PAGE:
of intervalMs. */
    int maxAgeMs, /* Delete the instance if older than
    maxAgeMs. Units are in milliseconds,
    and are a multiple of intervalMs */
    (void*){ } SuspendAction, /* Optional caller-supplied
    routine invoked when event
    is first throttled. */
    (void*){ } ResumeAction, /* Optional caller-supplied
    routine invoked when event
    is resumed. */
     )
    {
     entry = first available entry in events[] array
     eventId = ID of the entry
     Copy the following parameters into their corresponding
     field in events[eventId]:
      eventName, eventSuspensionMsg, eventResumptionMsg,
      keyLength, maxInstances, KeyToTextConvert, flags,
      suspendThreshold, resumeThreshold, intervalMs,
      SuspendAction, ResumeAction
     /* Set suspensionTime to the number of intervals to
       suspend. */
     events[eventId].suspensionTime= suspensionTime /
                   intervalMs
     /* Set maxAge to the number of intervals for aging. */
     events[eventId].maxAge = maxAgeMs / intervalMs
     return(eventId)
    }

    Pseudo-Code for Event Aging and Event Resumption
  • The pseudo-code in Table 8 is an example for an event aging and event resumption routine, in accordance with an embodiment of the invention. This routine runs periodically to determine if an event instance 110 should be freed up (aged out) or if a suspended event instance 110 should be resumed. The AgeEvents routine is executed once per each system throttle clock. In the below example, the system throttle clock is approximately 50 milliseconds. Event instances 110 that have not been used (observed) for the age-out time period (which is configured by using the maxAge parameter 264 in FIG. 3) are deleted, in order to make room in memory for new event instances 110 to be monitored.
  • Also a check is performed to determine if the time has occurred to resume any of the currently suspended event instances 110.
    TABLE 9
    Pseudo-Code For Event Aging and Event Resumption
    void AgeEvents( )
    for eventId = 0 to MAXEVENTIDS−1 {
     if (events[eventId].flags == 0)
      /* If this event ID is not in use, continue on to
       next eventId */
      continue
     if (++events[eventId].intervalNum <
       events[eventId].throttleClocksPerInterval)
     /* If it is not time to do aging on this eventId,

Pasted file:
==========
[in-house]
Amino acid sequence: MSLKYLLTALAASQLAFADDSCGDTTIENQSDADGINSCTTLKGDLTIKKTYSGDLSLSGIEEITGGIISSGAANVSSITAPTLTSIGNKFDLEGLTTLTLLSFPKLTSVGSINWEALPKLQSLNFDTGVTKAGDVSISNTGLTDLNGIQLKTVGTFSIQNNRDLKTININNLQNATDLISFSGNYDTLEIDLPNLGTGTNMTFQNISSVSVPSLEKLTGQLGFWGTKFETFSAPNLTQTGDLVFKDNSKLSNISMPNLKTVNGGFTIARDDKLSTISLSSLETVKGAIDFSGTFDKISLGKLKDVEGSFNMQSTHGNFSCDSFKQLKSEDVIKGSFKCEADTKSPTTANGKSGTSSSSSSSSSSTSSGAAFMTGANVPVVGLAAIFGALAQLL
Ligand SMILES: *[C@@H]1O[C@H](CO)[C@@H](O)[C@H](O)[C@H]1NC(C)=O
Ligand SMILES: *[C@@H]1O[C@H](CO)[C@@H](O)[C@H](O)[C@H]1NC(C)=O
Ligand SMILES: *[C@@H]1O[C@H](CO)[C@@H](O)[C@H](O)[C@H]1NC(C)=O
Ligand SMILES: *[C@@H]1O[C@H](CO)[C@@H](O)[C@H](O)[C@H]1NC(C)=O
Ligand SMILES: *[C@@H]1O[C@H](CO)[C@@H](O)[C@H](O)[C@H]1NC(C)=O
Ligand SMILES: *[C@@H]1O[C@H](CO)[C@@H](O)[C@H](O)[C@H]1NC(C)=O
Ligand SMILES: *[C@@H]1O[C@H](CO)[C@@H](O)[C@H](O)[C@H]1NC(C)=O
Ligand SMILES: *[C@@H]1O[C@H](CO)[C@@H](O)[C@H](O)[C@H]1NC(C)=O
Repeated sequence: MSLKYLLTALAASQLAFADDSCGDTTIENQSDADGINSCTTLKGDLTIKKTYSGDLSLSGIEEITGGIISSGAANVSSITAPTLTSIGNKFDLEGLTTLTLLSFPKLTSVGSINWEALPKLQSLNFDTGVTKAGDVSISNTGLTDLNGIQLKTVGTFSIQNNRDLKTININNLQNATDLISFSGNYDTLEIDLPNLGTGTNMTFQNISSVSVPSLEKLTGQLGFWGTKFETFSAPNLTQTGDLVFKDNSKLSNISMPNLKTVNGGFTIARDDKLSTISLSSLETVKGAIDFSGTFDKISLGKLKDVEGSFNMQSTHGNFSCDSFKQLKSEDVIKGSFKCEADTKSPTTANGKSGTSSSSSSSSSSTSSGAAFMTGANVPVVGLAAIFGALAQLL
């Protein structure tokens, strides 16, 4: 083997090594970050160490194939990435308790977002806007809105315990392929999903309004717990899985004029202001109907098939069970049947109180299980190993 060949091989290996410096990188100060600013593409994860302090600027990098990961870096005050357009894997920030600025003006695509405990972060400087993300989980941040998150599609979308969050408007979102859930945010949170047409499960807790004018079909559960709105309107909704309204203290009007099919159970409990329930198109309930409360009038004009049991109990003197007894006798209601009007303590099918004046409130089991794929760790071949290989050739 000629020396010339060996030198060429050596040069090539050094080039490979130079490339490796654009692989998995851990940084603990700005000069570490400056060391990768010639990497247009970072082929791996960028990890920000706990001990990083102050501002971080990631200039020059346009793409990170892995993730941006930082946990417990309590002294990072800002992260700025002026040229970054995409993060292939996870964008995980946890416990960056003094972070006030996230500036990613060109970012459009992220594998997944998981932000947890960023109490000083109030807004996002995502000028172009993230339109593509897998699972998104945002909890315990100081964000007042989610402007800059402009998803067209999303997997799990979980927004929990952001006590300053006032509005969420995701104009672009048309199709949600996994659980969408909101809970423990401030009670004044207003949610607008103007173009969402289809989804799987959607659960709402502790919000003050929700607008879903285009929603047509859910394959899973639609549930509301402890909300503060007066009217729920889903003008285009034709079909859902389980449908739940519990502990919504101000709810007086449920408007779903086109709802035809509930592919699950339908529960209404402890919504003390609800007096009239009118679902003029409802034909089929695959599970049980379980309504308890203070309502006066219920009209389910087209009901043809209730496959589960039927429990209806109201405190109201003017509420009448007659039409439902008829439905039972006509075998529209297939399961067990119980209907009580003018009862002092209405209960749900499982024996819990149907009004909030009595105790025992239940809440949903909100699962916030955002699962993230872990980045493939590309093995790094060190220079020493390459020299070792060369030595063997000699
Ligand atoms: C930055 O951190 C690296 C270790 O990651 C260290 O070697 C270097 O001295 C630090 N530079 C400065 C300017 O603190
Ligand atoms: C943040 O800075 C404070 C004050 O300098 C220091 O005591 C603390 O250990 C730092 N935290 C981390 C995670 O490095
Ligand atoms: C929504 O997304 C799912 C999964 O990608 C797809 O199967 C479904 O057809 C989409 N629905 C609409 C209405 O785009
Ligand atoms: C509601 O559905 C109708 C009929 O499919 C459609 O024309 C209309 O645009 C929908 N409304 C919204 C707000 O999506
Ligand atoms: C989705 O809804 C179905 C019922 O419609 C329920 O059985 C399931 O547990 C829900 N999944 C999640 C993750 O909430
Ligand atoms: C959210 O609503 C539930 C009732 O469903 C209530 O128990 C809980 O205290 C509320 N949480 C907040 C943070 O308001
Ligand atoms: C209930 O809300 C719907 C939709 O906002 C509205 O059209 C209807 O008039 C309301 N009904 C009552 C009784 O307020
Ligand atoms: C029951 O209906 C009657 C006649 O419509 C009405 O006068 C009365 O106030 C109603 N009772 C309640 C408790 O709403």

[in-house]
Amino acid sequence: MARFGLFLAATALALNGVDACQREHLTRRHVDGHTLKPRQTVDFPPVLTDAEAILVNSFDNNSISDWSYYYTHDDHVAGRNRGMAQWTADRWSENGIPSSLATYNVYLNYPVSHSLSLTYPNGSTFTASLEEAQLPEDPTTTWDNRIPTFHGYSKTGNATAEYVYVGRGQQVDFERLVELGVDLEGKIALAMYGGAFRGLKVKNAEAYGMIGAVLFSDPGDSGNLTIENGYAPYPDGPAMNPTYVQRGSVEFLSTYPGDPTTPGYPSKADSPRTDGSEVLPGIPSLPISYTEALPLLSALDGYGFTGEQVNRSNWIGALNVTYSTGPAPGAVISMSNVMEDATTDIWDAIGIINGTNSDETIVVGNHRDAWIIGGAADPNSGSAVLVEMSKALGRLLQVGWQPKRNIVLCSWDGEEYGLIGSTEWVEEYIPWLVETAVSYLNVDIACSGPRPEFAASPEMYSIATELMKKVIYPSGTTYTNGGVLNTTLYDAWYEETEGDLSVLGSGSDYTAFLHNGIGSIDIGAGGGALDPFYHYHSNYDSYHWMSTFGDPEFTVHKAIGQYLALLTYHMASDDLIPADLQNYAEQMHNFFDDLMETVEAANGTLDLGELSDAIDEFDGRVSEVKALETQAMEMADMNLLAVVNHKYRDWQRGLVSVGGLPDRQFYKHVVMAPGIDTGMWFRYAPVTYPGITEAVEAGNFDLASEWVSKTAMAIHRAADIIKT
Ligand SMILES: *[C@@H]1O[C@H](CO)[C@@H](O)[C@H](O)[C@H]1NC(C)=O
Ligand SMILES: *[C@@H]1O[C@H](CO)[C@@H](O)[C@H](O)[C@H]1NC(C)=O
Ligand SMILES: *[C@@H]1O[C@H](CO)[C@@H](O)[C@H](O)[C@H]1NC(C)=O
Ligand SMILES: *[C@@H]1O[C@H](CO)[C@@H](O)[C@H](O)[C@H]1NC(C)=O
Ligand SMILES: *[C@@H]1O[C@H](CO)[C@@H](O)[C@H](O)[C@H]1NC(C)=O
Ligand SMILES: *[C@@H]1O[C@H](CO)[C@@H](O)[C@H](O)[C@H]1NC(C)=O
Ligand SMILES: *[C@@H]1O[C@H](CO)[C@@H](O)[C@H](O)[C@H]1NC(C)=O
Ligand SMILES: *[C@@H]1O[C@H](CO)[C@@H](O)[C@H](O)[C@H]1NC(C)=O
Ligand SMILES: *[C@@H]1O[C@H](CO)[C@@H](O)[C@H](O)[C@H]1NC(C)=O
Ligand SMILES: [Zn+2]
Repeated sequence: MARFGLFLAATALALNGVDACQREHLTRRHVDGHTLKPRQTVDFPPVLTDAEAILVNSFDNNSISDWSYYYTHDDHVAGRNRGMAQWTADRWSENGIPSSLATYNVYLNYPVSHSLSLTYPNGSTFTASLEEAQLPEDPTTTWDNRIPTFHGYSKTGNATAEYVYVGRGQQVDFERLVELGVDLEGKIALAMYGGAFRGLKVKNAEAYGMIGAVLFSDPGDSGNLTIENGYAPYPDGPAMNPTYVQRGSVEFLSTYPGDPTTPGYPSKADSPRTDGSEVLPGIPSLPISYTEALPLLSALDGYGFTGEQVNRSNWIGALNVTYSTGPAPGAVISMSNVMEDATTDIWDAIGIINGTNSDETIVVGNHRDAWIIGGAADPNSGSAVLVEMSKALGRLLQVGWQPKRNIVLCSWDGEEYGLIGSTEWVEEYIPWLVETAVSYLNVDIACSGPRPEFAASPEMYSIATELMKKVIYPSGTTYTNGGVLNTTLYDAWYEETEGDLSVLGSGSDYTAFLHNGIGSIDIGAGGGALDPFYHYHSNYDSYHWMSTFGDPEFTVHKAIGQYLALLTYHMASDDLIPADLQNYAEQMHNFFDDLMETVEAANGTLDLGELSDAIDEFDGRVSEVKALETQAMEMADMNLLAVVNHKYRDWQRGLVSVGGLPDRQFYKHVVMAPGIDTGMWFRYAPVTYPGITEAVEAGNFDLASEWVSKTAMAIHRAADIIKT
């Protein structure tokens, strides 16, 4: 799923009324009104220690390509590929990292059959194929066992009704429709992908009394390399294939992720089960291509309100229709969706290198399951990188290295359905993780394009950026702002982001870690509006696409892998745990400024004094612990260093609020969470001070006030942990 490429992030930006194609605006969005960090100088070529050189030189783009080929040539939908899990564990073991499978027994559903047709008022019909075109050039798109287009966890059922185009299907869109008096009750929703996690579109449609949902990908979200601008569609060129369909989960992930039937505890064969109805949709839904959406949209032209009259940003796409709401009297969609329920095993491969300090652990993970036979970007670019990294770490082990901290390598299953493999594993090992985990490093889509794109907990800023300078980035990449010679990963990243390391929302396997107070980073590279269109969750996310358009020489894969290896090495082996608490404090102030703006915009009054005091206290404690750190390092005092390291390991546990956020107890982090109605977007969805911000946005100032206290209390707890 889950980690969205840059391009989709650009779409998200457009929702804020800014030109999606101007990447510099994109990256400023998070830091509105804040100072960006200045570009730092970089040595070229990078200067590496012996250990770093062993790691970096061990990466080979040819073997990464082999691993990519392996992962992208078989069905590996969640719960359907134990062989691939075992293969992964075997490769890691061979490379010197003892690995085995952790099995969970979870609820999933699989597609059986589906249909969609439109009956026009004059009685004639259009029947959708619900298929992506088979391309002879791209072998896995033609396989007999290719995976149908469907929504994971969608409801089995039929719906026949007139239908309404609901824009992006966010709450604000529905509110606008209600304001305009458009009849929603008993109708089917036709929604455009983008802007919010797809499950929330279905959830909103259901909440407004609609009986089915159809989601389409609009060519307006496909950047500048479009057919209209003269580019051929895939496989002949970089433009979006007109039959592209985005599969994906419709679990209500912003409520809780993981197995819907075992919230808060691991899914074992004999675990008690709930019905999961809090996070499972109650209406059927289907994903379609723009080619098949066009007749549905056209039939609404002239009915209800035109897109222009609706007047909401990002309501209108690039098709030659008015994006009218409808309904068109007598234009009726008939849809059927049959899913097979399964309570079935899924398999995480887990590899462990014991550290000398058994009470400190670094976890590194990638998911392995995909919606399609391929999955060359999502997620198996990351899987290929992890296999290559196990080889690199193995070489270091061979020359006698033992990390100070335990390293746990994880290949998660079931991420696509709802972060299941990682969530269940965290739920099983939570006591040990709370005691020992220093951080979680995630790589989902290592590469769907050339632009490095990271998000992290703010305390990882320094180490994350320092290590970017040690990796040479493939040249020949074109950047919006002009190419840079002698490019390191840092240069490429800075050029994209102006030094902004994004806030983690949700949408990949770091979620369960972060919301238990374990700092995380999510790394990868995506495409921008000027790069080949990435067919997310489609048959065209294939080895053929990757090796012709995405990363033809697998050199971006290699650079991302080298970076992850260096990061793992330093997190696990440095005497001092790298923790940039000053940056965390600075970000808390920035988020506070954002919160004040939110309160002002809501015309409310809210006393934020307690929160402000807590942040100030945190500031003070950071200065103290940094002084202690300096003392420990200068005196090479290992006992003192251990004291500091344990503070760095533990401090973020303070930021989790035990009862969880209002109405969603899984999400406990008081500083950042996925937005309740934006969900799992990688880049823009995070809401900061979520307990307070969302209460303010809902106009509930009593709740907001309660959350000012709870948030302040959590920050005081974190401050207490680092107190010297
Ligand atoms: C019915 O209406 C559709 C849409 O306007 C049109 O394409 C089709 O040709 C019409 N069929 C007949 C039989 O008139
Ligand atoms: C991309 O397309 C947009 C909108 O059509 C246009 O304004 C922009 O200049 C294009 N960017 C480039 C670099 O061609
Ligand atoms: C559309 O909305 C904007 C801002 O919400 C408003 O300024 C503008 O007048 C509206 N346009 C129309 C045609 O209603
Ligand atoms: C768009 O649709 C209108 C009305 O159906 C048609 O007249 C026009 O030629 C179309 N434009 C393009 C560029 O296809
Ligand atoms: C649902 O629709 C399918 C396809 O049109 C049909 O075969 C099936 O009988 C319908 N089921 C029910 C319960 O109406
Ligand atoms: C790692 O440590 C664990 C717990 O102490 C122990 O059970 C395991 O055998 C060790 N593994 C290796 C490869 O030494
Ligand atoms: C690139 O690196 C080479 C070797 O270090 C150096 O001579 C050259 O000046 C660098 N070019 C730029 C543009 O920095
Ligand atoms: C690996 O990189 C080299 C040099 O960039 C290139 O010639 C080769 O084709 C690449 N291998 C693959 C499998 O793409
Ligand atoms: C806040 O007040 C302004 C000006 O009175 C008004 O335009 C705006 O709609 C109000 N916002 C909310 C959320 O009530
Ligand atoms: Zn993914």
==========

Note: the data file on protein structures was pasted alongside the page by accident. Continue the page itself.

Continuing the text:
* then continue for loop with next eventId. */
     continue
    ageable = events[eventId].flags & AGEABLE_EVENT
    resumeinTime = !(events[eventId].flags &
       RESUME_IF_LOW_RATE)
    events[eventId].intervalNum = 0
    entry = events[eventId].eventInstanceList
    while (entry !=NULL) {
     entry -> age++
     /* See if the entry has not been used for a while
       and can be aged out. */
     if (ageable &&
      (entry -> age > events[eventId].maxAge)) {
       /* Entry needs to be aged out. First,
        * see if the event needs to be resumed.
        */
       if event at entry is suspended {
        /* Resume the suspended event
         * before we delete it.
         * Note: this code fragment
         * should not be needed in
         * a properly configured system.
         */
        if events[eventId].flags &
        LOG_RESUMPTIONS
        Log
         events[eventId].eventName,
         entry->eventKey,
         events[eventId].
          eventSuspendedMsg
       call
        events[eventId].
        ResumeAction(&(entry -> key))
        events[eventId].
        numSuspendedInstances--;
      }
      events[eventId].numInstances--;
      unlink the entry from the hashBucket
       list and eventInstanceList
      delete the entry and return it to the
       free pool.
     }
     else {
      /* See if event needs to be resumed */
      if (entry -> suspendedFlag) {
       if (resumeInTime) {
        if (-- (entry ->
         suspendCountDownTimer)<=0) {
          /* Time to resume
           * the event */
          if events[eventId].
           flags &
           LOG_RESUMPTIONS
           Log
            events[eventId].
             eventName,
            entry ->
             eventKey,
       events[eventId].eventSuspendedMsg
        call
        events[eventId].ResumeAction(
           & (entry -> key))
        entry -> suspendedFlag = 0
      events[eventId].numSuspendedInstances--;
     }
     else if (entry -> count <
      events[eventId].resumeThreshold) {
         /* Resume the event
          */
         if
      events[eventId].flags & LOG_RESUMPTIONS
             log
        events[eventId].eventName,